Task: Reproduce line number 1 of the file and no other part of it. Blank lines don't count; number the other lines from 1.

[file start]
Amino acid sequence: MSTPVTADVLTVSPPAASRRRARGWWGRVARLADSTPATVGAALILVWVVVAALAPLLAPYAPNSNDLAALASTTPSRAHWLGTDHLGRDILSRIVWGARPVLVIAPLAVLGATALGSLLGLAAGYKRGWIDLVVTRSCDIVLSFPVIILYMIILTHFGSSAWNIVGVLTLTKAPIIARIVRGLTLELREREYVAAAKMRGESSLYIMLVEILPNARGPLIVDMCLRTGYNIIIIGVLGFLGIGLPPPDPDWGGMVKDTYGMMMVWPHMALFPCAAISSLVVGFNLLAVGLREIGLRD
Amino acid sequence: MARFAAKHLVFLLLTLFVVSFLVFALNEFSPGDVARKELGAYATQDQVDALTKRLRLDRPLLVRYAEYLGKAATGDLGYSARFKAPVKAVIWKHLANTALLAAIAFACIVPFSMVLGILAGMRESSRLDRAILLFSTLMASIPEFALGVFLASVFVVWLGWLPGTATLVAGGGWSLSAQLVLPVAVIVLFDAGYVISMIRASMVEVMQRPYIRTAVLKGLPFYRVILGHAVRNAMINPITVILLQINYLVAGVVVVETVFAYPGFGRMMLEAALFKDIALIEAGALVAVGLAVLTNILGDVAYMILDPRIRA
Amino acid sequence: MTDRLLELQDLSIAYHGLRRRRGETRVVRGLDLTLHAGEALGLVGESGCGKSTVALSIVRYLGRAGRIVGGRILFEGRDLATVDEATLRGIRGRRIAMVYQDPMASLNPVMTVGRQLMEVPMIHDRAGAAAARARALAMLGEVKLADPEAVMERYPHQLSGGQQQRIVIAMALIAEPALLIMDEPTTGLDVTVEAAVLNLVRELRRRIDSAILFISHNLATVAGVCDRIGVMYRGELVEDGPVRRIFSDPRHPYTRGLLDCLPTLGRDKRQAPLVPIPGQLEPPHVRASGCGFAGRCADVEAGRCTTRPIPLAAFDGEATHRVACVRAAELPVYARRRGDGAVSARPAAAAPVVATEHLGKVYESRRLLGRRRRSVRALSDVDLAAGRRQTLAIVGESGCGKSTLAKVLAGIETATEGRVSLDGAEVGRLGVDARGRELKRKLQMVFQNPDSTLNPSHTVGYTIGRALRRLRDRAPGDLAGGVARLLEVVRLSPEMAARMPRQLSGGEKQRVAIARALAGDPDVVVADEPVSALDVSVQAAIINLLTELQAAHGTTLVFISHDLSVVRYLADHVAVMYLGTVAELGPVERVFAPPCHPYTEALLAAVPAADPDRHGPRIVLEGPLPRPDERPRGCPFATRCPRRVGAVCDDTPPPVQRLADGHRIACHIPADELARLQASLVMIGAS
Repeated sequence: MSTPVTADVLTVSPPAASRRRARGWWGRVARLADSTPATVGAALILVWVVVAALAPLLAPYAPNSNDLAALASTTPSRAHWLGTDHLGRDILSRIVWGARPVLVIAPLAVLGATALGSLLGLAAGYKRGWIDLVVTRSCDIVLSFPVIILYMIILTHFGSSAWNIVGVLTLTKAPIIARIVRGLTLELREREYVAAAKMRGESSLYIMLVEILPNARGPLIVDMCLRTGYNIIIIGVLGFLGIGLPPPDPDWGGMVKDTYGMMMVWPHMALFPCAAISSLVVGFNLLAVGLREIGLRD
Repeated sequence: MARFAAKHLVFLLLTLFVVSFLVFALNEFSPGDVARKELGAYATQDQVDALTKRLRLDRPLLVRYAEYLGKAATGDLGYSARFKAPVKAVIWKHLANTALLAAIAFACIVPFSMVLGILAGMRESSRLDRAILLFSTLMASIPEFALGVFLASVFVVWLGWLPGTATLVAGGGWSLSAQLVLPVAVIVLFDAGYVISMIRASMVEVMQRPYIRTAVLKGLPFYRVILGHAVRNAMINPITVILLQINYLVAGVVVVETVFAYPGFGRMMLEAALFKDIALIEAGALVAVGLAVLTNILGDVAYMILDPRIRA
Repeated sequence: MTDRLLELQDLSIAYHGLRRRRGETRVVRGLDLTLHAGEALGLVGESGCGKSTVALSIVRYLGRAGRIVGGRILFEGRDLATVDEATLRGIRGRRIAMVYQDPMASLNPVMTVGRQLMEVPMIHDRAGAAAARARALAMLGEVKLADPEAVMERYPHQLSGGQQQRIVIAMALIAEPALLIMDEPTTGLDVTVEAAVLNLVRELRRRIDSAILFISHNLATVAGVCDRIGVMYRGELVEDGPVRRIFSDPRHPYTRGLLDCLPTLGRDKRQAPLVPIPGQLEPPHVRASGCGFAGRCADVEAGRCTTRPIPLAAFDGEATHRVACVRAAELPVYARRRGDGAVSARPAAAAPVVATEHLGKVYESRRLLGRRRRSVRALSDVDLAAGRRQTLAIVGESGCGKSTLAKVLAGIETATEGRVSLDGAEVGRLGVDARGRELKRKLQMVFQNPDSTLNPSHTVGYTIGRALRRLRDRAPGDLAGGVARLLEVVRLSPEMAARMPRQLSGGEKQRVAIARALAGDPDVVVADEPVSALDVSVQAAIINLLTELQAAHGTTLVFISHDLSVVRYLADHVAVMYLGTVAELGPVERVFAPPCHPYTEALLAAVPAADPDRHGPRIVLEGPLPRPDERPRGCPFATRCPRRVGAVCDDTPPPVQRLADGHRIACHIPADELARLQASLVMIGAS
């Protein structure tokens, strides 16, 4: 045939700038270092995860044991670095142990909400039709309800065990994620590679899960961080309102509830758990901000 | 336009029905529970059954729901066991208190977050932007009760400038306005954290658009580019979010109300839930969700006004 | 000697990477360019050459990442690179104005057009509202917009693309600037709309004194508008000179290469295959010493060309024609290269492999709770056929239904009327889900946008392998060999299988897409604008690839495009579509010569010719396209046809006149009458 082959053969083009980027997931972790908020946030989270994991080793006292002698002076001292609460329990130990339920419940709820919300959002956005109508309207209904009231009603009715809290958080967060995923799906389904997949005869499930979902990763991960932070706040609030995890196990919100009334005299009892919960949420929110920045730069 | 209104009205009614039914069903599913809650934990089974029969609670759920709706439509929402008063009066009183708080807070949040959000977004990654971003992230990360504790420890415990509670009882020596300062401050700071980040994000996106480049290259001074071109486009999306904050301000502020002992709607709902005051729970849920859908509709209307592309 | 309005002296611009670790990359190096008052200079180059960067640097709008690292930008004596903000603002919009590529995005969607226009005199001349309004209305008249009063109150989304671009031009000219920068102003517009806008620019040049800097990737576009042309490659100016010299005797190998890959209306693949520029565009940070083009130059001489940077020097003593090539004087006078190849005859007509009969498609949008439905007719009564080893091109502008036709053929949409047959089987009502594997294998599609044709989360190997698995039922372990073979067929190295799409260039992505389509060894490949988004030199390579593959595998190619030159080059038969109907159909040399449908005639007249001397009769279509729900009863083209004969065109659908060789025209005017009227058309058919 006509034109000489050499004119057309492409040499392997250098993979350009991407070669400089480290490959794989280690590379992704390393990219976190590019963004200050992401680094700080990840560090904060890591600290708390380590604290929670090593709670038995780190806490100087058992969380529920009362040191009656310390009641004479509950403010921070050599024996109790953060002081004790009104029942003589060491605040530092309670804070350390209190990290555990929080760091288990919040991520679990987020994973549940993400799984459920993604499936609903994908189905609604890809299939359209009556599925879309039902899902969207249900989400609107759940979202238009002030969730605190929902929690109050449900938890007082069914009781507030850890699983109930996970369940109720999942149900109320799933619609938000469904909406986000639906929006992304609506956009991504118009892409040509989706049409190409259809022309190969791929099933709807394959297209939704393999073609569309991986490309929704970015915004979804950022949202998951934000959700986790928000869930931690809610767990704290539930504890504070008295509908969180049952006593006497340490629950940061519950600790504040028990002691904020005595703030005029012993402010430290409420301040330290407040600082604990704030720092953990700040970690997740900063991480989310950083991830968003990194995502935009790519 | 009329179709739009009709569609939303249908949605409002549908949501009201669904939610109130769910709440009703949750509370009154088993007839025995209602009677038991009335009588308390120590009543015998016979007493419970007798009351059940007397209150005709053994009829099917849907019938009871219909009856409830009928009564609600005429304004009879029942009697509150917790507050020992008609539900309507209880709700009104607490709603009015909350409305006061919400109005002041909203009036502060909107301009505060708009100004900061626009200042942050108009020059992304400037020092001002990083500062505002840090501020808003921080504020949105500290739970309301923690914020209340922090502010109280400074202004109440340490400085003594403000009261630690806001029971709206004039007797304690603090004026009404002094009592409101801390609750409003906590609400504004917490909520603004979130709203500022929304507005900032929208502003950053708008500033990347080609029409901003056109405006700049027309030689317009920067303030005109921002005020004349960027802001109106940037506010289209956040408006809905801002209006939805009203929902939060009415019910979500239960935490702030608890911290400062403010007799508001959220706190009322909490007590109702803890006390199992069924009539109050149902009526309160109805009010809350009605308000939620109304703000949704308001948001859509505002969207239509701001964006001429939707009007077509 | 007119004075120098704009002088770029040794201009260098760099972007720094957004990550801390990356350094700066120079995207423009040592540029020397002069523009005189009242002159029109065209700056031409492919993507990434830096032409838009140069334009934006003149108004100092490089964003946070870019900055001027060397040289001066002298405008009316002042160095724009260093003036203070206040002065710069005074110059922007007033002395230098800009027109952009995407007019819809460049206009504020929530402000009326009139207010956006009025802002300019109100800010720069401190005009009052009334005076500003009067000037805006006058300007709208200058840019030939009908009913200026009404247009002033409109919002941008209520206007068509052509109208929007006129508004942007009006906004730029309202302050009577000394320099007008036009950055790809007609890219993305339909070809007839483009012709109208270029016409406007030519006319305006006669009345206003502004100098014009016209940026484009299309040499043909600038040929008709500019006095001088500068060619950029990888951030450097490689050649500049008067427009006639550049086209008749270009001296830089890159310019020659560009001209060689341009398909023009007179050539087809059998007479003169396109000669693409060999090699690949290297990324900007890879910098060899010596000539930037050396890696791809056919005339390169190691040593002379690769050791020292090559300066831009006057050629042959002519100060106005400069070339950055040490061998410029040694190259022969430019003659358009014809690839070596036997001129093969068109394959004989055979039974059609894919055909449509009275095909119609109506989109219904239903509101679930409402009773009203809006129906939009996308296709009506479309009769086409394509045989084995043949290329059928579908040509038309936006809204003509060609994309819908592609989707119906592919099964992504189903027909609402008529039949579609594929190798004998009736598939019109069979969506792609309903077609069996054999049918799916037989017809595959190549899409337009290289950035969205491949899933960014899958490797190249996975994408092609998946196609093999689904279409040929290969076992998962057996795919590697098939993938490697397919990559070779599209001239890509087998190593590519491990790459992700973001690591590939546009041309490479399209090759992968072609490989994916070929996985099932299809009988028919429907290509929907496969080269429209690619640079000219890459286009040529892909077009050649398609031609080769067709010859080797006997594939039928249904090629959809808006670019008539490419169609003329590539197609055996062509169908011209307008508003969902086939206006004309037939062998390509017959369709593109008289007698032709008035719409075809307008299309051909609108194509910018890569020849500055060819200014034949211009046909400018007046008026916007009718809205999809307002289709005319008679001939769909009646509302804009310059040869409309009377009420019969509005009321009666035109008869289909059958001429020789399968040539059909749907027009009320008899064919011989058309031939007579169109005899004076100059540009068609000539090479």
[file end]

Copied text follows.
Amino acid sequence: MSTPVTADVLTVSPPAASRRRARGWWGRVARLADSTPATVGAALILVWVVVAALAPLLAPYAPNSNDLAALASTTPSRAHWLGTDHLGRDILSRIVWGARPVLVIAPLAVLGATALGSLLGLAAGYKRGWIDLVVTRSCDIVLSFPVIILYMIILTHFGSSAWNIVGVLTLTKAPIIARIVRGLTLELREREYVAAAKMRGESSLYIMLVEILPNARGPLIVDMCLRTGYNIIIIGVLGFLGIGLPPPDPDWGGMVKDTYGMMMVWPHMALFPCAAISSLVVGFNLLAVGLREIGLRD